Jim Croce was born in South Philadelphia, January 10, 1943, and a life-long fascination with music began shortly thereafter. At the age of six, he was singing and playing "Lady of Spain" on the accordion at church socials and family gatherings.
From his father's record collection, Jim picked up on music ranging from that of Fats Waller and Bessie Smith to Dixieland. At age 15, he convinced his father that he needed a guitar to help him make his own music and in a pawnshop along Philadelphia's skid row, his younger brother's neglected clarinet was traded for a used Harmony "F-slot" acoustic guitar.
During the folk movement of the early '60s, Jim became captivated with sea chanteys, English and Irish ballads and the music of Woody Guthrie and Jimmie Rodgers. By the time he graduated from Villanova University in 1965, with a degree in psychology, his photographic memory had helped him have as many as 2500 songs at his fingertips.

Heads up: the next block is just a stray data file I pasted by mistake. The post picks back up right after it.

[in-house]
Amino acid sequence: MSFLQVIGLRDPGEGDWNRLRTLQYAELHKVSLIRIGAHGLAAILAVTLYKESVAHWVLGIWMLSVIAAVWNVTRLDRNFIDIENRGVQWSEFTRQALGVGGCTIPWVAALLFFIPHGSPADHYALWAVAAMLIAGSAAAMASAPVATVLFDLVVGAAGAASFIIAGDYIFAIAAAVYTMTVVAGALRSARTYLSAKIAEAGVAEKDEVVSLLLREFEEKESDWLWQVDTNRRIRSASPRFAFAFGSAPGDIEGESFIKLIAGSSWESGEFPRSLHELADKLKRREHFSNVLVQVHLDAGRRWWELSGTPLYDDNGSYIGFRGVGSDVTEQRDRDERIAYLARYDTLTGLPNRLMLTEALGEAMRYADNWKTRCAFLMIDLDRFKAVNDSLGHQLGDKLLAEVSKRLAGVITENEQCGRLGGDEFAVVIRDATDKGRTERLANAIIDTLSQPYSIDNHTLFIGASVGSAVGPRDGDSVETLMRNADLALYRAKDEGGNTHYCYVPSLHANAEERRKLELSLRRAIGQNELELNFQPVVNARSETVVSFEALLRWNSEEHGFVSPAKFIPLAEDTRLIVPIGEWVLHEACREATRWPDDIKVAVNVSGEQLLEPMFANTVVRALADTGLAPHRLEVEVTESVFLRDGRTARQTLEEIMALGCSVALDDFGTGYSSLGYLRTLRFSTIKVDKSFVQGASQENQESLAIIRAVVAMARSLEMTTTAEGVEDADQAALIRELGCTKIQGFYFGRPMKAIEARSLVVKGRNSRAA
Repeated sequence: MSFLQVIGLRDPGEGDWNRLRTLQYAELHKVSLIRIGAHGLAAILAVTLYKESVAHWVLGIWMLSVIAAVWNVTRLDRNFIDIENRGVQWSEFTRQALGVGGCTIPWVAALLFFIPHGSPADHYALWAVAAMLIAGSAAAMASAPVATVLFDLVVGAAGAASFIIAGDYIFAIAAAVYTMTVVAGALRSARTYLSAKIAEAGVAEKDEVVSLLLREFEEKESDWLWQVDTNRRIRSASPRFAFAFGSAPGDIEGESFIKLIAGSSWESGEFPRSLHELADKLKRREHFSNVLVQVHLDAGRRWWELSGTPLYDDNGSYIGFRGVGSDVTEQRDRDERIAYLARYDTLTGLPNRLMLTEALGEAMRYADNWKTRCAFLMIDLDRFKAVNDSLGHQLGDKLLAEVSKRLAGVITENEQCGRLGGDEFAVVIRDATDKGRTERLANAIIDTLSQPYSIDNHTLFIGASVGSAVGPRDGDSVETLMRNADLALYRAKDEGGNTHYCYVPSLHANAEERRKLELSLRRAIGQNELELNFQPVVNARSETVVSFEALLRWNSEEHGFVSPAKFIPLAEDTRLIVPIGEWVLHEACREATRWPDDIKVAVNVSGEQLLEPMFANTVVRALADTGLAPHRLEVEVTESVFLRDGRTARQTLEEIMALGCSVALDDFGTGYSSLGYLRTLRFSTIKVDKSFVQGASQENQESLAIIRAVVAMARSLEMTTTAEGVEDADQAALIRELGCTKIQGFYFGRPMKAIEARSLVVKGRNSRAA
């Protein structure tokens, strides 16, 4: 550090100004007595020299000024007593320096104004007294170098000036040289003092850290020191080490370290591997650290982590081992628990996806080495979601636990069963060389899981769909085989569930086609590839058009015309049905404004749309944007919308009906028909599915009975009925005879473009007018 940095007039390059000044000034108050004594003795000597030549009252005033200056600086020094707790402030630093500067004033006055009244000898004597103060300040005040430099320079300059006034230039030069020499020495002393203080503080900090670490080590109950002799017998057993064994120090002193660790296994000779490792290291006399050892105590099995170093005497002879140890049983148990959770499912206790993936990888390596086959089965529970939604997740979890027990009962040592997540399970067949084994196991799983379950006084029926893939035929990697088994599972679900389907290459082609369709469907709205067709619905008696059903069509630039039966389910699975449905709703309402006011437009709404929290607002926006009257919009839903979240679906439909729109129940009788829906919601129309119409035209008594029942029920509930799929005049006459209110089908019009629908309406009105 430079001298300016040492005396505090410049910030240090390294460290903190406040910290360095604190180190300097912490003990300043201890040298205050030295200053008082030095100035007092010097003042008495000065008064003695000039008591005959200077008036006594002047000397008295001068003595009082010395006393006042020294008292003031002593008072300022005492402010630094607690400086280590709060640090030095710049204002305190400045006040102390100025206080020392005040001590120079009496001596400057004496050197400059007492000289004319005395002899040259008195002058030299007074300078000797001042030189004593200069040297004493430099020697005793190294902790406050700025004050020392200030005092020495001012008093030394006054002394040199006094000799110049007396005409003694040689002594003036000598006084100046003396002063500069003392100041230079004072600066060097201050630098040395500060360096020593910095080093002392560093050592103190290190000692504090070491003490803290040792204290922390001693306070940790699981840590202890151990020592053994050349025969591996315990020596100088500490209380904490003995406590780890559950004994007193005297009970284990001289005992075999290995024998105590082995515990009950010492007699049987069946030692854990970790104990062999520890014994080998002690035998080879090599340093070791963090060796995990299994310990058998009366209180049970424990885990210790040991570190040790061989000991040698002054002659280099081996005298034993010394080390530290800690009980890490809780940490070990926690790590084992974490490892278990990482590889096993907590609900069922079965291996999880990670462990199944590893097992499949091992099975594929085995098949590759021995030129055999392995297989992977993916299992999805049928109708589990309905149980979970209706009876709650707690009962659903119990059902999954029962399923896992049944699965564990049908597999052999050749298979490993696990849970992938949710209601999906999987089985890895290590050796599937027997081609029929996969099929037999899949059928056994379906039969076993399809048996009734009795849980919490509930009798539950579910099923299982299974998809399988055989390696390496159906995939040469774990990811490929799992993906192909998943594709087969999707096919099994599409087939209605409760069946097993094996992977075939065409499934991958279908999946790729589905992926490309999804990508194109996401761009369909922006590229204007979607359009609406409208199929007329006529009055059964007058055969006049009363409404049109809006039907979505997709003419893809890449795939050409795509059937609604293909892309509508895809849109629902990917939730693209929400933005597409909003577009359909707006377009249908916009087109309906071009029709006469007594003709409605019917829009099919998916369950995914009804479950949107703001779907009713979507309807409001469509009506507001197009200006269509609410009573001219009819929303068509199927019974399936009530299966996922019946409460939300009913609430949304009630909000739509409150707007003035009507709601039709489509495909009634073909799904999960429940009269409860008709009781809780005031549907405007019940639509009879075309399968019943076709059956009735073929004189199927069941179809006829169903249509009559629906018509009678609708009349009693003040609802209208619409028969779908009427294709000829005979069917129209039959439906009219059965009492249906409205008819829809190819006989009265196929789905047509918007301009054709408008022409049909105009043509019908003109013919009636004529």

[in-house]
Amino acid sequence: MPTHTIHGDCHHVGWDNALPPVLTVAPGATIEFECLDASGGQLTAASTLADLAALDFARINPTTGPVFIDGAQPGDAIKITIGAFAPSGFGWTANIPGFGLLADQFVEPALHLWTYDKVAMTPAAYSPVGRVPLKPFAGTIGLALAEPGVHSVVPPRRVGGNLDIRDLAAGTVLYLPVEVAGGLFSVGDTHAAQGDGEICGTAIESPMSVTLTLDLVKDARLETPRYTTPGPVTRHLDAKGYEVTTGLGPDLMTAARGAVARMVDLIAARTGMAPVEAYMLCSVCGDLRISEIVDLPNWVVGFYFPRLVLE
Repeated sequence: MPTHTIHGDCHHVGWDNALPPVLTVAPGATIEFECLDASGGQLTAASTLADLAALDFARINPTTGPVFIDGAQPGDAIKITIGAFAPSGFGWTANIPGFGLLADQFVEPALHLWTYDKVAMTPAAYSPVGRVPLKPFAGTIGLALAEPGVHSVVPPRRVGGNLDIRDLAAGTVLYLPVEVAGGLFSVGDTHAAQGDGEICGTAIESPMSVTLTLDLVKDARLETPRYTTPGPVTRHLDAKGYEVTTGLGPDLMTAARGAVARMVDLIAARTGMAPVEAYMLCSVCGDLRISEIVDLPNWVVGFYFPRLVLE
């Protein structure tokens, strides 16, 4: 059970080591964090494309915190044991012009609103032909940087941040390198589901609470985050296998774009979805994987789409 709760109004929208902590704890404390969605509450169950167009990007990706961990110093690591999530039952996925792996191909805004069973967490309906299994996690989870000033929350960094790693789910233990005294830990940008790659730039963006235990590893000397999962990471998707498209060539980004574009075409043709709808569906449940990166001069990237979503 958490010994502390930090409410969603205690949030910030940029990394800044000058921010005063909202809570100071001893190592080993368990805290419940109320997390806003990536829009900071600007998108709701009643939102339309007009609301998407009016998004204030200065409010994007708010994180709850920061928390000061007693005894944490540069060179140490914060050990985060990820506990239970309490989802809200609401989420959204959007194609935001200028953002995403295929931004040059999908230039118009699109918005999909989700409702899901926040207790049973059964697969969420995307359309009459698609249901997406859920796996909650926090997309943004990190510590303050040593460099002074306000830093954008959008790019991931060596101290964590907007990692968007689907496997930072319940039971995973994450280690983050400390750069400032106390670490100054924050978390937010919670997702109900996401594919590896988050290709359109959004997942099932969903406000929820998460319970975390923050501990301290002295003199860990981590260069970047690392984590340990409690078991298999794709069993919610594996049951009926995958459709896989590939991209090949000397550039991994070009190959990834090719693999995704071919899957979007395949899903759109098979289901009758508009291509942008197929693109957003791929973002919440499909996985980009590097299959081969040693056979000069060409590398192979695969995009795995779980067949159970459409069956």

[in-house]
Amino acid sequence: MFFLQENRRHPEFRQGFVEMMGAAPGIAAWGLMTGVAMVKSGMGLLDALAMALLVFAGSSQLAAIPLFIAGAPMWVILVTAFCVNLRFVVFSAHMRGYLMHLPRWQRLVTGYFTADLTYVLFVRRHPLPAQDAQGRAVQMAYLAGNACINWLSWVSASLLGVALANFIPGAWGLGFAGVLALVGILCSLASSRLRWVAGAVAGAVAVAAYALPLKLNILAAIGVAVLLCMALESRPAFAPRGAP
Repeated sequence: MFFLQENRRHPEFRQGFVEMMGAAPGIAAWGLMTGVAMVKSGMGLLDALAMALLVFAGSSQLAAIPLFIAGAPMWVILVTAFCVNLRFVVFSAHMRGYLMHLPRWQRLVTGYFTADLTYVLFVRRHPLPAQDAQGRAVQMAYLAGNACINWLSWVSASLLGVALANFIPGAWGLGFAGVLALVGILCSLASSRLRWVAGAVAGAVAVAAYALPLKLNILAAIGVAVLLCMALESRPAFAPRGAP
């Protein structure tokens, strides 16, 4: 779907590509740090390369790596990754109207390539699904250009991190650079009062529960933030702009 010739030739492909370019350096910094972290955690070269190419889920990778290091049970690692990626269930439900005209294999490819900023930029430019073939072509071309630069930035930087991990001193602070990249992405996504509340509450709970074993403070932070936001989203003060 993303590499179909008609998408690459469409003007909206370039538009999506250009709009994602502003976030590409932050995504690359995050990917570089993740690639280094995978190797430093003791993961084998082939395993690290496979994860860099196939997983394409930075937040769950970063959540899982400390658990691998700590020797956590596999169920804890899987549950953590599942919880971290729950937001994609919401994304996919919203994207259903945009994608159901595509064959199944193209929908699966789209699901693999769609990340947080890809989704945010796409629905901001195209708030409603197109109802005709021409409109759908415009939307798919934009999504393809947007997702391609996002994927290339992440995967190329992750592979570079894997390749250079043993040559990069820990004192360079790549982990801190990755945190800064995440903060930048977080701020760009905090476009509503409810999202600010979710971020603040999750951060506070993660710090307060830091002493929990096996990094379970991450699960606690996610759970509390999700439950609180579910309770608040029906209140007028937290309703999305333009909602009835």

Jim and Ingrid Jacobson, a girl he had first met during his collegiate years, were married in 1966 and for a time earned their living as a performing duo. They traveled extensively throughout the East and South playing colleges, bars and coffee houses. In 1969 they recorded an album, "Jim and Ingrid Croce," for Capitol Records, but when the record failed to become a big seller, they gave up touring and moved to rural Lyndell, Pennsylvania.
Jim drove trucks, swung a hammer and played music in local bars during the evening hours. Ingrid baked bread, canned vegetables and made pottery, and in 1970 became pregnant with their first child, Adrian…